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Forge-worms are large bugs which flutter about the hearths of forges. They rely on the high temperatures of the forge to stay active and immediately fall into torpor when their body temperature falls below 1300°C

However forges are rather recent to the world, at least compared to the forge-worms. Hence, the forge-worms would need to have a natural habitat in which to dwell: This habitat must be hot enough to keep the worms alive, as well as having a source of energy and carbon by which the habitat's ecosystem can endure. Obviously it cannot originate from human intervention. Ideally the habitat should have an atmosphere similar to that of a forge's hearth

The world is pretty much Earth-like and has all types of natural features that occur on Earth (i.e. volcanos, fossil fuels). What natural habitat could these forge-worms dwell in?

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    $\begingroup$ Can you clarify: are these actuallys WORMS, or WYRMS or BUGS (insects, spiders, etc)? $\endgroup$
    – elemtilas
    May 27, 2023 at 21:48
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    $\begingroup$ If you're willing to lower the 1300 °C a bit, hydrothermal vents could be an option. $\endgroup$
    – The_spider
    May 28, 2023 at 10:16
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    $\begingroup$ Could you provide us with some world details? Such a thing couldn't exist in the real world unless geologically unstable faults were at least as common as large rivers. There would need to be a small ecology around the vents. The real problem is that they and humans would need to cohabitate for at least as long as necessary for them to be transported, even if it were like bedbugs. Alternately, maybe they'd hop in from the elemental plane of fire, but we need worldbuilding behind it. $\endgroup$ May 29, 2023 at 4:44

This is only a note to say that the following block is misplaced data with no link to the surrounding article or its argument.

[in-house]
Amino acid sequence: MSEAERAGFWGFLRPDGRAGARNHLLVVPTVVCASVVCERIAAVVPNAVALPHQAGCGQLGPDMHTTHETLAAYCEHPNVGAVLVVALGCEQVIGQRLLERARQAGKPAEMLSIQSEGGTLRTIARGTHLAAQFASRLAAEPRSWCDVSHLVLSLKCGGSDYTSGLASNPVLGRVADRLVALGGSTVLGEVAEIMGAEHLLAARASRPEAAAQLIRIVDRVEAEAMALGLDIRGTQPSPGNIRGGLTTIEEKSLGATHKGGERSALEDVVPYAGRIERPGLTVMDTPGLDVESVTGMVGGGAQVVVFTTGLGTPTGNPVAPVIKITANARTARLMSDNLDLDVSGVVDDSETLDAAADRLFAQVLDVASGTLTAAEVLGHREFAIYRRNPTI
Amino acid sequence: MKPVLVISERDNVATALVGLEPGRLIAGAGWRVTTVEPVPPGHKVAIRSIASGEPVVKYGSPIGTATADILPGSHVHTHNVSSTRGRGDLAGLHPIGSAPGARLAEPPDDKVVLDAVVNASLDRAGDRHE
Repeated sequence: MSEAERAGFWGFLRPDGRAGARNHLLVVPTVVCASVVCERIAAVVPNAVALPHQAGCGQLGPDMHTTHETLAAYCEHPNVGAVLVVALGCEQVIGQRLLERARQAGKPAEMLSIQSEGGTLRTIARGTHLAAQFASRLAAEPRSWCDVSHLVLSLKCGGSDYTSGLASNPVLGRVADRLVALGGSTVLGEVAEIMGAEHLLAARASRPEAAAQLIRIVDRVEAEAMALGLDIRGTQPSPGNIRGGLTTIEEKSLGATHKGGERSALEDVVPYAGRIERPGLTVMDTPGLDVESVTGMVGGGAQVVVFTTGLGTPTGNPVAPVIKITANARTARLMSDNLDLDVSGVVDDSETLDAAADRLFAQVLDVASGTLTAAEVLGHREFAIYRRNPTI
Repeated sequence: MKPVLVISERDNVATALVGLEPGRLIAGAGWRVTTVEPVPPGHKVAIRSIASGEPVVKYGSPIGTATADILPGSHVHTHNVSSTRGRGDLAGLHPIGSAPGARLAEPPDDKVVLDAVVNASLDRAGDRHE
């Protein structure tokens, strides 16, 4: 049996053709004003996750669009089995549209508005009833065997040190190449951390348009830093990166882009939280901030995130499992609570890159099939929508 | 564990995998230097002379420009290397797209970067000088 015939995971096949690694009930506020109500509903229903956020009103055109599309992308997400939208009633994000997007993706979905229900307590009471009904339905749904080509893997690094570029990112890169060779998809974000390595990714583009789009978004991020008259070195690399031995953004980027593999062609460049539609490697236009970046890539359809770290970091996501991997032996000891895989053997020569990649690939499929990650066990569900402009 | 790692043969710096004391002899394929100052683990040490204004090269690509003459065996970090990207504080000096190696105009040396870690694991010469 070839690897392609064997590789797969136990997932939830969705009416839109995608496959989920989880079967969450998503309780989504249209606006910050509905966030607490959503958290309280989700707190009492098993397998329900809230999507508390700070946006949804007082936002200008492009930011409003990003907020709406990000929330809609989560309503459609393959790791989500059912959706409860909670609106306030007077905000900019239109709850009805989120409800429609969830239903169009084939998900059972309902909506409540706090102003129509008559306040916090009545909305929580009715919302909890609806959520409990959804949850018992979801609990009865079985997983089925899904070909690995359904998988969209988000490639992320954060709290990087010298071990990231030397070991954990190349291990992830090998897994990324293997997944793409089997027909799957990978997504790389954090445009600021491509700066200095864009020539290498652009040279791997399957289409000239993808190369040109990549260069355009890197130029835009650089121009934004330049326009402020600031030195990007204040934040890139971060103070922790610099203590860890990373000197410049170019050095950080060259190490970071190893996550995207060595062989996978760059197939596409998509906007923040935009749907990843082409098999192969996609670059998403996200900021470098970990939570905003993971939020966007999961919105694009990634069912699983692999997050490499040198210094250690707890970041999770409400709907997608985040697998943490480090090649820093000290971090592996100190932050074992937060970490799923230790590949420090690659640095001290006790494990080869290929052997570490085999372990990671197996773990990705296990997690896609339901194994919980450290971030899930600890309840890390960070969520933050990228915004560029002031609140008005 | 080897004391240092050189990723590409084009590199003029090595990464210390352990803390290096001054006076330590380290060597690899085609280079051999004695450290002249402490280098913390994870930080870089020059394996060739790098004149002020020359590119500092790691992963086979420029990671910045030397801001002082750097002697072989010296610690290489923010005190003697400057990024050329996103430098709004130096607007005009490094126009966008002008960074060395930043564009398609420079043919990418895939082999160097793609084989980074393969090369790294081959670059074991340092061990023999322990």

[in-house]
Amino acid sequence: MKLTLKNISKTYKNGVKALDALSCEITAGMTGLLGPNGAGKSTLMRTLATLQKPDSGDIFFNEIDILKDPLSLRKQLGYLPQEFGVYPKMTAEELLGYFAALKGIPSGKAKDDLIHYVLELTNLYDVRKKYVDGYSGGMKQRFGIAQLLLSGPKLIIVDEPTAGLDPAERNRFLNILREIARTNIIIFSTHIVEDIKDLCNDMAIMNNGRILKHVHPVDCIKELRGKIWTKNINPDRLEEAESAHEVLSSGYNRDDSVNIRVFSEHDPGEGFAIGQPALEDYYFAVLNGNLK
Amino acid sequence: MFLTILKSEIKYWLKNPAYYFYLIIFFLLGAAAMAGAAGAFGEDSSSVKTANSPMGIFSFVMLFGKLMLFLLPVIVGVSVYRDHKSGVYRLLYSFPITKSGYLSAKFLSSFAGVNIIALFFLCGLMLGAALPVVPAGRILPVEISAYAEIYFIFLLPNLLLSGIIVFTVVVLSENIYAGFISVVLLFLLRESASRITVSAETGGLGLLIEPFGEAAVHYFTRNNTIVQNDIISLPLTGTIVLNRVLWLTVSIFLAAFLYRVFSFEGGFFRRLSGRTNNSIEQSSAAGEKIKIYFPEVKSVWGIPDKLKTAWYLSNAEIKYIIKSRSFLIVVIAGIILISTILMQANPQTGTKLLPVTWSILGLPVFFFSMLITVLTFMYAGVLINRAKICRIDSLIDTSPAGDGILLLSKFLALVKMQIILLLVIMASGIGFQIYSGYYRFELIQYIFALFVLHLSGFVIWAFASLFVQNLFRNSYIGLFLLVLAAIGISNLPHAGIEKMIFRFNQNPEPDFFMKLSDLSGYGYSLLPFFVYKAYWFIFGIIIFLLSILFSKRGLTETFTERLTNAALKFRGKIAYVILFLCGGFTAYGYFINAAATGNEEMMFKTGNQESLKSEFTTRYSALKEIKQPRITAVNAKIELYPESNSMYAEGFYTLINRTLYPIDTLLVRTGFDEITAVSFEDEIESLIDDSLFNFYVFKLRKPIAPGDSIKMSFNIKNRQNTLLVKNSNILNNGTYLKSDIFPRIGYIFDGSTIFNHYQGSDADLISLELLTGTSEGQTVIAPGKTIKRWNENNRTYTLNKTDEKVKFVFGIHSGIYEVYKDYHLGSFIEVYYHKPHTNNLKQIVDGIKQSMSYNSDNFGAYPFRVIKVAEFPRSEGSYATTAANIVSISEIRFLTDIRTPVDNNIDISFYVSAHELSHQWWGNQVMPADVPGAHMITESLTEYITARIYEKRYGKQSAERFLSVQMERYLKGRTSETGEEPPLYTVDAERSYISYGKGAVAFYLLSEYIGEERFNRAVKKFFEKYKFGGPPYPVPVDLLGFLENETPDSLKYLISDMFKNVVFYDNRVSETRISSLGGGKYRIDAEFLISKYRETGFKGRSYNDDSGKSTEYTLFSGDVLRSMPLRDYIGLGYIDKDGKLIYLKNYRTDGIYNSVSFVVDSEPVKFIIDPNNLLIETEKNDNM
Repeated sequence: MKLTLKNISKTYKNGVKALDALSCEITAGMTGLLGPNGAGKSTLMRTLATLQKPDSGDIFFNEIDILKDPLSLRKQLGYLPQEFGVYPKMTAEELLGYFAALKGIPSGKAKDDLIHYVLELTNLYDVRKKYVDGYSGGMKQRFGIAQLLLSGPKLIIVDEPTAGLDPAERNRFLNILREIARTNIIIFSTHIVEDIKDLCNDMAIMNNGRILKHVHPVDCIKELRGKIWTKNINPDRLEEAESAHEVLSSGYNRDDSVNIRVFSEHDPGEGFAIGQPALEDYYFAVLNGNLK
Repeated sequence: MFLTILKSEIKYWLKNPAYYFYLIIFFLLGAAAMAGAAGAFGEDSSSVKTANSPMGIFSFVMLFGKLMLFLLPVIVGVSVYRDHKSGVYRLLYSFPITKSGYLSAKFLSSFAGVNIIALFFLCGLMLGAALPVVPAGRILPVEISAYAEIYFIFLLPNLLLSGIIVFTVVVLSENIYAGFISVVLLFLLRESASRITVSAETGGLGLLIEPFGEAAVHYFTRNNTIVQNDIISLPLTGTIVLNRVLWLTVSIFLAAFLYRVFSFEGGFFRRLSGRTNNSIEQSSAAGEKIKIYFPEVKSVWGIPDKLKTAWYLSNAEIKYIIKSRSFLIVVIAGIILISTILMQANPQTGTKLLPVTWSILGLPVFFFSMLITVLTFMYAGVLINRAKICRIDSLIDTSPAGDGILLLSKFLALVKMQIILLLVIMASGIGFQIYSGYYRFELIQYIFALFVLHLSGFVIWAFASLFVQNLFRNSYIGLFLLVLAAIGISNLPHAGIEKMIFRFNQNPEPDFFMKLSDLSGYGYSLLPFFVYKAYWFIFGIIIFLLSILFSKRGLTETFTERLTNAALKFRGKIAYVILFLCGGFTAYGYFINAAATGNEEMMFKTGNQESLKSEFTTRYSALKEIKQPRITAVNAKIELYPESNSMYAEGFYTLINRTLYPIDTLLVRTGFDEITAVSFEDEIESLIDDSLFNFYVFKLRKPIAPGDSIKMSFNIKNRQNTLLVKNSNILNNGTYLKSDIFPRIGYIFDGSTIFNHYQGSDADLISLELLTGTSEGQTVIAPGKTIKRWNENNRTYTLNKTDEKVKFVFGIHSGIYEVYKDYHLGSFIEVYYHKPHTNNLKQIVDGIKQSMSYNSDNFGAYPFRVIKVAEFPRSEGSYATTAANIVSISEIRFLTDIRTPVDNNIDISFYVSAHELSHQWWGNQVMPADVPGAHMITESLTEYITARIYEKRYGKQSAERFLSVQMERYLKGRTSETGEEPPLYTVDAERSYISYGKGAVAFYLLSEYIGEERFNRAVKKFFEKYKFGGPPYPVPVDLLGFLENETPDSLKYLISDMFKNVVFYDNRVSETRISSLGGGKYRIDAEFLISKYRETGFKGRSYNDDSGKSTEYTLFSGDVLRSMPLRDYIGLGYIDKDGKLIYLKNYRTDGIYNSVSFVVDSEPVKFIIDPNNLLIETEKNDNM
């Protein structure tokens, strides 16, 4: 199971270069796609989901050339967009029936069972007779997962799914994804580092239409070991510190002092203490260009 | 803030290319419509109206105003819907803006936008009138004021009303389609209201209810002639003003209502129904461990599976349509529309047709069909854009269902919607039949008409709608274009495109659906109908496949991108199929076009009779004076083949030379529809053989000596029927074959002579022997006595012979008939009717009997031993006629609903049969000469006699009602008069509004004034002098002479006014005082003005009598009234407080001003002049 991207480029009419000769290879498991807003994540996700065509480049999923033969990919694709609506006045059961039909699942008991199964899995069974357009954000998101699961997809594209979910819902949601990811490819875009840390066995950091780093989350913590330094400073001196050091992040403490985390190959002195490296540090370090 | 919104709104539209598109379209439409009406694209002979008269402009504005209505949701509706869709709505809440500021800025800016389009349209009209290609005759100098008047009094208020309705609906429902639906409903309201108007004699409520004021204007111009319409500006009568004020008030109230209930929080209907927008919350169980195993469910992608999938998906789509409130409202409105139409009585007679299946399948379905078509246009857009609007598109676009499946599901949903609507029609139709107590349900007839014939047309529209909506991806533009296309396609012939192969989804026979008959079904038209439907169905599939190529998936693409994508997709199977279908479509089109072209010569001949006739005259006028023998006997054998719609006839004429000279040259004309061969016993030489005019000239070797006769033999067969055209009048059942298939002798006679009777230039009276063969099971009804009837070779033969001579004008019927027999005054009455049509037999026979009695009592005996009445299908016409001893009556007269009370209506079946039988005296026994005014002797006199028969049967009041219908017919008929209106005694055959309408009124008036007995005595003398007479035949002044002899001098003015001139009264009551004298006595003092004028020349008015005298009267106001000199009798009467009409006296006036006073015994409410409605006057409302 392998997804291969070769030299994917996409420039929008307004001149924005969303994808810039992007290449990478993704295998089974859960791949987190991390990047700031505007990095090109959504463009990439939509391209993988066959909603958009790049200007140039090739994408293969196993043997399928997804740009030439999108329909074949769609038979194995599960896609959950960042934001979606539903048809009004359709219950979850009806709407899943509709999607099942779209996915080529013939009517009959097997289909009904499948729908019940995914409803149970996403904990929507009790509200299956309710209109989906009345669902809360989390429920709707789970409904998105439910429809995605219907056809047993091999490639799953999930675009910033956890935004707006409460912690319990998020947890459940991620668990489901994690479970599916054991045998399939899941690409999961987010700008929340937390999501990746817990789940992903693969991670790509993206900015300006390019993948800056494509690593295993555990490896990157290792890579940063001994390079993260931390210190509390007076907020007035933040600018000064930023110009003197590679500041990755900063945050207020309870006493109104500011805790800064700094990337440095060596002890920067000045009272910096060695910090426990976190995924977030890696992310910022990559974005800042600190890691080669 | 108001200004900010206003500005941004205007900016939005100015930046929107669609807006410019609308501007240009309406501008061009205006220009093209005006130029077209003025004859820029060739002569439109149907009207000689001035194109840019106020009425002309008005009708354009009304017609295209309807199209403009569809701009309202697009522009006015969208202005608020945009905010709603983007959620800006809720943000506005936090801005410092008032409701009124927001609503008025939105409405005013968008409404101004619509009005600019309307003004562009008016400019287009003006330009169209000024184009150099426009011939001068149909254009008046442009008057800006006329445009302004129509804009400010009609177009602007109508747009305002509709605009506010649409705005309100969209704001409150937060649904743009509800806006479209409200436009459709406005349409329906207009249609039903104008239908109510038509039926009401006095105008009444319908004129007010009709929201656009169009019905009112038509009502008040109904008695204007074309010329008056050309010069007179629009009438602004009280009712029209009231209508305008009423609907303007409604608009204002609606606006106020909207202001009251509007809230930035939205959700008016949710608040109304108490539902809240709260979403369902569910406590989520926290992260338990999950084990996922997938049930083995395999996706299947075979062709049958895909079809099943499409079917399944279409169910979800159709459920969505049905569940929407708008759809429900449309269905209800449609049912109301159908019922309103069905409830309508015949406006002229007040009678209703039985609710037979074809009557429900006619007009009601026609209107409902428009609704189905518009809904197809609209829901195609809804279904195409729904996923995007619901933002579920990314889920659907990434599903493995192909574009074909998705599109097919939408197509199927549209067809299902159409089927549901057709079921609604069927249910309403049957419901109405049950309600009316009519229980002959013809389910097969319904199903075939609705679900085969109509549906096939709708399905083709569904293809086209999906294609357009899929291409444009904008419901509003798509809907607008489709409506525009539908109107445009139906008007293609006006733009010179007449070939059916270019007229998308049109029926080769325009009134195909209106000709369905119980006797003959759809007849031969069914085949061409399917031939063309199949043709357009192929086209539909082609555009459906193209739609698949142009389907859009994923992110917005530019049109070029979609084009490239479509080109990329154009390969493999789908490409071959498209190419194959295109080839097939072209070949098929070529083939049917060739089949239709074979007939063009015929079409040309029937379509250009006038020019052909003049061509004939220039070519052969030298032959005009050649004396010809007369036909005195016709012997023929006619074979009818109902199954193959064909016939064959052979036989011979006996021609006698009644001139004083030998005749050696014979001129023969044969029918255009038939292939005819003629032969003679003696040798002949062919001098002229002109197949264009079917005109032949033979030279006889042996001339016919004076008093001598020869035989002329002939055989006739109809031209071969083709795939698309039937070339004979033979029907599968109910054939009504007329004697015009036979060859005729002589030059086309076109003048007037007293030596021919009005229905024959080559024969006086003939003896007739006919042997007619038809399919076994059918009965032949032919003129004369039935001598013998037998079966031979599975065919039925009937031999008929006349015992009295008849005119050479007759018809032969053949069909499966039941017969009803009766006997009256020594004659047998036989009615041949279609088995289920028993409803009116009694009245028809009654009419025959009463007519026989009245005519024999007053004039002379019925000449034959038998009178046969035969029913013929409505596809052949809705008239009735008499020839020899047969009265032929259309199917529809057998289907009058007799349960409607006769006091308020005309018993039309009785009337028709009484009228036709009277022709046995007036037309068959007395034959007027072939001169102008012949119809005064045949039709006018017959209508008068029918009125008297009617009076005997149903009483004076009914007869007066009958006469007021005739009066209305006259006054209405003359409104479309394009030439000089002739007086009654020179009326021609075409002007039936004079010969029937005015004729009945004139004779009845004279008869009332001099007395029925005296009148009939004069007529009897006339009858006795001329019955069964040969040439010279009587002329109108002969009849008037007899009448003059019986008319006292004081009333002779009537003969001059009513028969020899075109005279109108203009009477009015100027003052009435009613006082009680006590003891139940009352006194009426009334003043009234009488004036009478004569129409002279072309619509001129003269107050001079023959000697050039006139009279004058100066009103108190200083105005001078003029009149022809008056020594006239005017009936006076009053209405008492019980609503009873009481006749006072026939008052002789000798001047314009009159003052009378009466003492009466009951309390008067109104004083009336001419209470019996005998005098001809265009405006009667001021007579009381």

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Perhaps they evolved in a continuously burning natural gas field such as the Darvaza gas crater in Turkmenistan (image from linked Wikipedia page).

enter image description here

Then when gas was piped to nearby ovens they invaded through a burn-back incident.

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They are surface-adapted bugs originally of cthonic origin

These critters are the descendants of organisms that live in molten lava. The dwarves were friendly to the originals, who kept returning home back into the melt. A few crawlies captured and bred in the lava plumes, each generation chosen for lower and lower temperatures, until something was born that was low-enough temperature to utilize.

Like all forms of domestication, the pets could interbreed with their wild versions, and sometimes break free and go feral. These are annoyances, untamed but able to sneak into the coal pile for a snack.

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  • $\begingroup$ Where would the producers of this lava ecosystem get energy/carbon from? $\endgroup$ May 27, 2023 at 20:41